Topic: FAQ
View Single Post
  #1  
December 17th, 2008, 01:00 PM
Effervescence's Avatar
Effervescence Effervescence is offline
Platinum Supermommy
Join Date: Sep 2008
Posts: 6,791
I will be locking this thread and posting it as a sticky. If you have a question that you would like to be added to this list, PM me and I will add it! If you would like to ask a question about signing and cannot find it on this list, don't hesitate to post it in the main forum!

Here are some questions that most people have while beginning to sign with their baby:

When should I begin signing?: You can begin signing whenever you feel comfortable with it! Although experts will tell you that the time to begin signing with Baby is between 6-8 months of age, this is only because certain cognitive abilities and motor skills are reached around this age. Between 6-8 months, an infant begins to use means-ends problem solving. This means that she is able to think about an outcome, and devise a way to get to that outcome. For example, a baby might want a binky that is laying on a blanket in her crib. She will tug on the blanket to bring the binky to her. This also applies to language development, because by this time a baby is able to think of what reaction she wants from an adult and use communication to achieve that response. She may blow raspberries to illicit laughter, or point for an object she wants. She also will begin to wave hello and bye bye.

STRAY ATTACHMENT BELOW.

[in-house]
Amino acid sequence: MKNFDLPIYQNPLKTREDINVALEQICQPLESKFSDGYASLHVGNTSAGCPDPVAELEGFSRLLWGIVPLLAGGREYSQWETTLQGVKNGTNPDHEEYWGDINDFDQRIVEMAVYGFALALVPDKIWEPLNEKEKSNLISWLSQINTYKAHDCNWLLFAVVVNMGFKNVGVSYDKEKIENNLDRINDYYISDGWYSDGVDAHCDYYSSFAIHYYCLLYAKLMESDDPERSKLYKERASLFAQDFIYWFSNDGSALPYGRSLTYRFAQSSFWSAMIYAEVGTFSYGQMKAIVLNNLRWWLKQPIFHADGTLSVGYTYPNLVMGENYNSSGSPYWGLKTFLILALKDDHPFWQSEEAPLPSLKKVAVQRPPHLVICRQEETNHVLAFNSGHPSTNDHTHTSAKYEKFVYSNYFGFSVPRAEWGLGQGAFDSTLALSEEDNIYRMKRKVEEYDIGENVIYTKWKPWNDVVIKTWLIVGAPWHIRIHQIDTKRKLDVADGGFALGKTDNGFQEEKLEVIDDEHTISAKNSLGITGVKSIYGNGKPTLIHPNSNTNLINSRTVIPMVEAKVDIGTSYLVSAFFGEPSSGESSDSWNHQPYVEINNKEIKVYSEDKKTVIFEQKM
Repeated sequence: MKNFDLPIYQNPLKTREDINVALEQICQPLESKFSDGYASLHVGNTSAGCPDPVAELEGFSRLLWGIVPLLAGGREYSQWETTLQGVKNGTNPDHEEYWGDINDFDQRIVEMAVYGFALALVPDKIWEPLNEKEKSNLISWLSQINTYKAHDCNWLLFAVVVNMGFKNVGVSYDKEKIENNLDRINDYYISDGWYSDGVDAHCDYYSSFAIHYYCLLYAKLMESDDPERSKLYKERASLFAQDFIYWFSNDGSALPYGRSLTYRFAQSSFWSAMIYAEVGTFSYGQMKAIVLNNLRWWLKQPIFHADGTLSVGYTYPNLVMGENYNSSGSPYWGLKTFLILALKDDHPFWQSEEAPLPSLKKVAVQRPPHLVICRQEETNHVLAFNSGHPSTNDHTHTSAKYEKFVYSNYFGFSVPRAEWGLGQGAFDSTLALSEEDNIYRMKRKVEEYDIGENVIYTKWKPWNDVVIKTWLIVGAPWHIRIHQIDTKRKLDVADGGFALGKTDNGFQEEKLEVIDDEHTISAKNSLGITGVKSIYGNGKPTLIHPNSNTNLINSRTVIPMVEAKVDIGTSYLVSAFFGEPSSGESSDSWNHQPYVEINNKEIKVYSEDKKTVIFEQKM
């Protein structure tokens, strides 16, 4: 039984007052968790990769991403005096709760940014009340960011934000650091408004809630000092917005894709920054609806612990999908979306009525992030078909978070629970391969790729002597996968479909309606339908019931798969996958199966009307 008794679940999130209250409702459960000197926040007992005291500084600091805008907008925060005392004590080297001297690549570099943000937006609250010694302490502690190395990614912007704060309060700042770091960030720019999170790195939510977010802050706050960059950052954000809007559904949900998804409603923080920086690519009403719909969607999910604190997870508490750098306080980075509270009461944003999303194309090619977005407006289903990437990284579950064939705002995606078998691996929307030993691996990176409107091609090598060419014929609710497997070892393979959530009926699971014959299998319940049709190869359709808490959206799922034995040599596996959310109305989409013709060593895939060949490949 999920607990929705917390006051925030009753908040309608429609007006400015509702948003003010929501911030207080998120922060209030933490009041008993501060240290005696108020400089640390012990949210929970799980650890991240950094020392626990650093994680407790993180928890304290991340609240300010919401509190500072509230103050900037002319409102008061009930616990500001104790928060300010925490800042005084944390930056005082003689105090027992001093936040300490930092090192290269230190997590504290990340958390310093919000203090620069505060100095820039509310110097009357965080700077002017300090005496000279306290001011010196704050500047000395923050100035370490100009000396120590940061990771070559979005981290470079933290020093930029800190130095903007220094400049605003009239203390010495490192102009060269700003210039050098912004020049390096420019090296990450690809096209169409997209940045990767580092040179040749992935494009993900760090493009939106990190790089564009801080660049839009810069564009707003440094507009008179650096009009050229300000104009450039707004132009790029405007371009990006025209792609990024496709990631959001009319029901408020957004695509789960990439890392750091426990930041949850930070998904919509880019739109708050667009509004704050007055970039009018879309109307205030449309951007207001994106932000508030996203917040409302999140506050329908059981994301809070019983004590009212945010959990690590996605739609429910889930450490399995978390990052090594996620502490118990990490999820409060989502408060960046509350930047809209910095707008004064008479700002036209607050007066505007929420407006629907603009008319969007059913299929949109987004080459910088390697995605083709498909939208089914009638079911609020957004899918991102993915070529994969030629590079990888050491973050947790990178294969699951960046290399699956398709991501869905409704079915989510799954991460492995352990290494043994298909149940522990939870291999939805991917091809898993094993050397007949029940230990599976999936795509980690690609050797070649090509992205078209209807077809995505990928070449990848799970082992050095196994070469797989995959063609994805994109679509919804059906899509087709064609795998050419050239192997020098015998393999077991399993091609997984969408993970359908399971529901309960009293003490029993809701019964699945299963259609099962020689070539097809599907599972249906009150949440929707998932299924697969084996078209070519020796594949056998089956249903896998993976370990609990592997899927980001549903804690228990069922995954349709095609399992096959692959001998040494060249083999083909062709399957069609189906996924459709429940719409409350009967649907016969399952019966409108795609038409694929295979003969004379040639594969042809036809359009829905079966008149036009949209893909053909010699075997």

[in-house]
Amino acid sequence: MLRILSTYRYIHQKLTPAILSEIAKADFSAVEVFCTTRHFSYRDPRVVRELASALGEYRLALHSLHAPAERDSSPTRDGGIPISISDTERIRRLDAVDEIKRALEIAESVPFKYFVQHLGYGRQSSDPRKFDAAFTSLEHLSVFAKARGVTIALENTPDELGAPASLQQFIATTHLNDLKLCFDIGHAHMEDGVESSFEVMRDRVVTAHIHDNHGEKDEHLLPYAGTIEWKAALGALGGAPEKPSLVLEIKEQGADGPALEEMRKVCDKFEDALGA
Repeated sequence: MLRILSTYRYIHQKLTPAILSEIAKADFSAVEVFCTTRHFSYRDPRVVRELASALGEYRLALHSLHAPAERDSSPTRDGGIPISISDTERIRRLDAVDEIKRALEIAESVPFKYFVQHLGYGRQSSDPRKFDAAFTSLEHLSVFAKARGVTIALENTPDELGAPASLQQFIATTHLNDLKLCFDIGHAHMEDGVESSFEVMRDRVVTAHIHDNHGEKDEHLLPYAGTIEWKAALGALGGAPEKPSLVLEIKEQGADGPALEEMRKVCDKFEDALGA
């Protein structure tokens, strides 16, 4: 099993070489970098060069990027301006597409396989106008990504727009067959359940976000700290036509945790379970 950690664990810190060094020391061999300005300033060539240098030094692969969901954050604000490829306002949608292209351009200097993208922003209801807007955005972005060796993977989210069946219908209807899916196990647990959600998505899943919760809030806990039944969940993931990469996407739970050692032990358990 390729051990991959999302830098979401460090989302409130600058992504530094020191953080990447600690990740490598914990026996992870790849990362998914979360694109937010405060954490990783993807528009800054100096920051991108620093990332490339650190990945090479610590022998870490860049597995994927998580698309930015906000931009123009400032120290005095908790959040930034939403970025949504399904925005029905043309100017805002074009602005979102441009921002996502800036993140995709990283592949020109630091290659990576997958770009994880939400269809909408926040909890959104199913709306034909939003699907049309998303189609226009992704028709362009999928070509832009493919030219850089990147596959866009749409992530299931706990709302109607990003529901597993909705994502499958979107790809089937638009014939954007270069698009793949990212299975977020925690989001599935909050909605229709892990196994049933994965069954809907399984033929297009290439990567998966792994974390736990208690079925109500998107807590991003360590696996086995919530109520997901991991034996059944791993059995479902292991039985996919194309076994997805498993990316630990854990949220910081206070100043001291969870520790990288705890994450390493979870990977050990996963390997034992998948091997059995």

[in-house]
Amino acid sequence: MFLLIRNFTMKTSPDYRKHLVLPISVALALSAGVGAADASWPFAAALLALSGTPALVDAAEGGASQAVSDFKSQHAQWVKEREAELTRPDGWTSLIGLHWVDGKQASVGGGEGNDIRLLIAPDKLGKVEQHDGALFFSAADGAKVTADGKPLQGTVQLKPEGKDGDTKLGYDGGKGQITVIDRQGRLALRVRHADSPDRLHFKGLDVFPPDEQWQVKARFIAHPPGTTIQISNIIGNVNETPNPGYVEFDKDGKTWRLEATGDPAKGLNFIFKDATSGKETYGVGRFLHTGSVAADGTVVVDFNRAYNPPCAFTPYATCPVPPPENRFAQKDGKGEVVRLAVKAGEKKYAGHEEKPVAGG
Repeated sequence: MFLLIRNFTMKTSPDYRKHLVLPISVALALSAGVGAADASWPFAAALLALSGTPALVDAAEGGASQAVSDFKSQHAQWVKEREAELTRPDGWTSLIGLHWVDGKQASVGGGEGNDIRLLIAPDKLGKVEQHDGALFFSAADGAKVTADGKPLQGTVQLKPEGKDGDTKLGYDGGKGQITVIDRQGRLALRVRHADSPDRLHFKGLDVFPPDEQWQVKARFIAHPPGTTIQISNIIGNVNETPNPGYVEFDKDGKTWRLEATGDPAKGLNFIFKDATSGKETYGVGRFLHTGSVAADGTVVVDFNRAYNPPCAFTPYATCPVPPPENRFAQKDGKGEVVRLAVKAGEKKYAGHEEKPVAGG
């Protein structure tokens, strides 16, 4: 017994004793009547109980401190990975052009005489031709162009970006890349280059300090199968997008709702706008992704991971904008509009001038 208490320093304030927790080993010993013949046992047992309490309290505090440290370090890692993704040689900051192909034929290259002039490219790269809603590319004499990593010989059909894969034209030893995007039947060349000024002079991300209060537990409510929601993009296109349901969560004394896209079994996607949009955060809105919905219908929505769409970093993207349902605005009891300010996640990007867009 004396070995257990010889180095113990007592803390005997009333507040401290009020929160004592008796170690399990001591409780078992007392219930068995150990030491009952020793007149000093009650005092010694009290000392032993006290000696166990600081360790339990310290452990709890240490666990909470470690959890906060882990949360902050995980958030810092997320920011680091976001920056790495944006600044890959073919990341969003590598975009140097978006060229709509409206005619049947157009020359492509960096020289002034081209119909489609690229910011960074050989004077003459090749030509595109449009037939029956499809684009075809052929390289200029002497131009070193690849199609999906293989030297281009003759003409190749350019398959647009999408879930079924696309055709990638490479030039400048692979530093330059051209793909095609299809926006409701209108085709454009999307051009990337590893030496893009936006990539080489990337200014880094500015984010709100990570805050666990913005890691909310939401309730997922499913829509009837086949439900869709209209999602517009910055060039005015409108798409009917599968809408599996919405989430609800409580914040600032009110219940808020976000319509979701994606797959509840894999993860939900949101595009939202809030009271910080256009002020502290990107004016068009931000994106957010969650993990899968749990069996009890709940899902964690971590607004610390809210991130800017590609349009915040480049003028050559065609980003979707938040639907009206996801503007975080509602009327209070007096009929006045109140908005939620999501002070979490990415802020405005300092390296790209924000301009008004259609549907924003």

My baby is only two months old; is this too early? Nope! Sign away if you're ready! Your baby might not begin to sign back for quite a few more months, but by signing early you will be familiarizing your baby with movements and associations that he will be processing later. You are also ensuring that when that switch clicks on for understanding signs, you will be ready for it! Your baby may not be able to produce signs, but if you think about how an infant learns spoken language, you don't begin speaking to your baby until they understand the whole word or can produce words! You begin speaking to them even before birth, to familiarize them with the sounds and context of spoken language. The same is true for signs.


My baby is over a year old; is it too late?
It is never too late to begin signing, just as it is also never too early. One benefit to beginning sign language later in infancy, is that you won't have to wait as long for Baby to sign back. Your child will begin signing at a later age (thirteen months rather than eight months, for example) but you will not have to wait as long for results (your child will most likely pick up a sign after just one month, rather than six-eight long months) Many times, parents get frustrated and quit signing because they began early with no immediate results. Signing later in infancy cuts out this frustration for the parent.


How should I begin, when I don't know sign language myself?
Many parents do not begin signing with their baby because they are afraid of teaching something they don't know. What they don't realize is that it is very easy to learn, because you are only going to learn a few signs, at your own pace. You do not need to learn an entire new language! Also, it is fun to learn something new with your child!